Team Canada skip Jennifer Jones waves to the crowd as she heads from the ice after losing to Northern Ontario in championship pool action at the Scotties Tournament of Hearts at Centre 200 in Sydney, N.S. on Friday, Feb. 22, 2019. Team Canada has been eliminated from play with the loss. (Andrew Vaughan/The Canadian Press)

“It’s about an eight- to 10-foot difference than the middle,” Jones said. “So if you get to the slide path, it does what it did. If I was out wider, that’s probably T-line.”

The crowd gasped when the stone stopped about a foot short of the rings, despite a furious sweeping effort from Jones’s teammates.

“I’ve had some worse losses than this for sure,” Jones said. “We’ve played in I don’t know how many Scotties and had a good run, had some fun, made some big shots and at the end of the day, it wasn’t our week.

“But I’m OK with it. Losing a final is way worse.”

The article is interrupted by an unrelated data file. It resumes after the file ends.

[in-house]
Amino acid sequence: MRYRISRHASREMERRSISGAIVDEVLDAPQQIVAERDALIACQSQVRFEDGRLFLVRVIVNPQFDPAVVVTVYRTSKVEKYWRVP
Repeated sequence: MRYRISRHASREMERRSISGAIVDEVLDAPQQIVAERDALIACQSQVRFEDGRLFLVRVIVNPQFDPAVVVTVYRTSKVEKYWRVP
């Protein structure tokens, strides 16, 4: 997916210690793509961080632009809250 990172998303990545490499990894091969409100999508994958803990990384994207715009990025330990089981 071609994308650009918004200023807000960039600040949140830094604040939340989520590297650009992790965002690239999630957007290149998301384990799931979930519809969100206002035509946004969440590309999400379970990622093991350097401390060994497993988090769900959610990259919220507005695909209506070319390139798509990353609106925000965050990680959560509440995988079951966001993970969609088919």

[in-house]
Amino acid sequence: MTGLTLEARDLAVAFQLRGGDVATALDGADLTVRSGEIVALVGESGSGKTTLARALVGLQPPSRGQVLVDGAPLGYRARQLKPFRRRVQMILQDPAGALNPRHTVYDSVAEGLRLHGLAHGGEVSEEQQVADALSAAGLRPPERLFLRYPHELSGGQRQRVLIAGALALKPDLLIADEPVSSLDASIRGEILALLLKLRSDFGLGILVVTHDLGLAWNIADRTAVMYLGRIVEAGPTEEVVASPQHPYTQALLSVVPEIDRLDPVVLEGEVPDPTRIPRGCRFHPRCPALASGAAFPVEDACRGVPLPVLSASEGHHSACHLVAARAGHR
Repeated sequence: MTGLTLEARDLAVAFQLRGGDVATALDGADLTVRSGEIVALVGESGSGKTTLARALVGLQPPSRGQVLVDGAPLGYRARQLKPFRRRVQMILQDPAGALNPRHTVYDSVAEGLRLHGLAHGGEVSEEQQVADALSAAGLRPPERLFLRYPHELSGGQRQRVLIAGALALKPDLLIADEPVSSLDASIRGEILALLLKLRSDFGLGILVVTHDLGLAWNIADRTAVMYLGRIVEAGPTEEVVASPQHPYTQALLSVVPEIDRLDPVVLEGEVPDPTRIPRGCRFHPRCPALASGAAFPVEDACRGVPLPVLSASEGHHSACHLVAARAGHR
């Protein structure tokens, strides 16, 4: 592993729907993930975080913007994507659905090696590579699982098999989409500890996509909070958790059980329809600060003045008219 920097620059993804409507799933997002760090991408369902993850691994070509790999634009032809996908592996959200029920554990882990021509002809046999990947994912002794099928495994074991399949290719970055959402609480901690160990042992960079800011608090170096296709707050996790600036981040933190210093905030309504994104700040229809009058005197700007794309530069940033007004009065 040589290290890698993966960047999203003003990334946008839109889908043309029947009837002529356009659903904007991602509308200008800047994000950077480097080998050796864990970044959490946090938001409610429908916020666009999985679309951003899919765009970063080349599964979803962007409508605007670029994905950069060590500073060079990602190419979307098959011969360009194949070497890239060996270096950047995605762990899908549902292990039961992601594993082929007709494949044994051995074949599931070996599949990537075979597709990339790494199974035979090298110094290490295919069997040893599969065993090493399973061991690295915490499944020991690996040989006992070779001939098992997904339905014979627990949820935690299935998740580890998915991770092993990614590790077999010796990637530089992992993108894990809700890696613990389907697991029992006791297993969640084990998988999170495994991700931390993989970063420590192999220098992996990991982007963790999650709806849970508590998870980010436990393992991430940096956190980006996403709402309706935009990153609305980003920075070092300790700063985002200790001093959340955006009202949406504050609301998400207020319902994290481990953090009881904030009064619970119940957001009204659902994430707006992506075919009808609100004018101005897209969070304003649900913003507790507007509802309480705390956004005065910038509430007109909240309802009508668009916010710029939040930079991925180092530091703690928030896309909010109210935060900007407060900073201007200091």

Jones — a six-time champion — later defeated British Columbia’s Sarah Wark 5-4 in a game without playoff ramifications.

The victory gave Jones the all-time record of 141 career Scotties wins as a skip, one more than Colleen Jones.

“Obviously a hugely disappointing week,” Jones said, her voice cracking at times. “But it feels pretty good to have that record with all these amazing players out there.”

Sarah Wark an unexpected qualifier

Sarah Wark’s curling team from B.C. isn’t used to cross-country travel, arena ice, top-flight competition or the national spotlight.

You wouldn’t know it by Wark’s debut performance at the Scotties Tournament of Hearts.

She has embraced the big stage this week and unexpectedly made the championship round to boot.

“I love it, it’s nice to go in feeling the crowd, the emotions, being on camera and everything like that,” Wark said. “It drives me a little bit and it just brings out a nice level of competence that I don’t always have.”

Wark opened the competition with three straight wins before losing one-point games to Alberta and Northern Ontario. Her only other defeat in the preliminary round was an 8-6 decision against Ontario.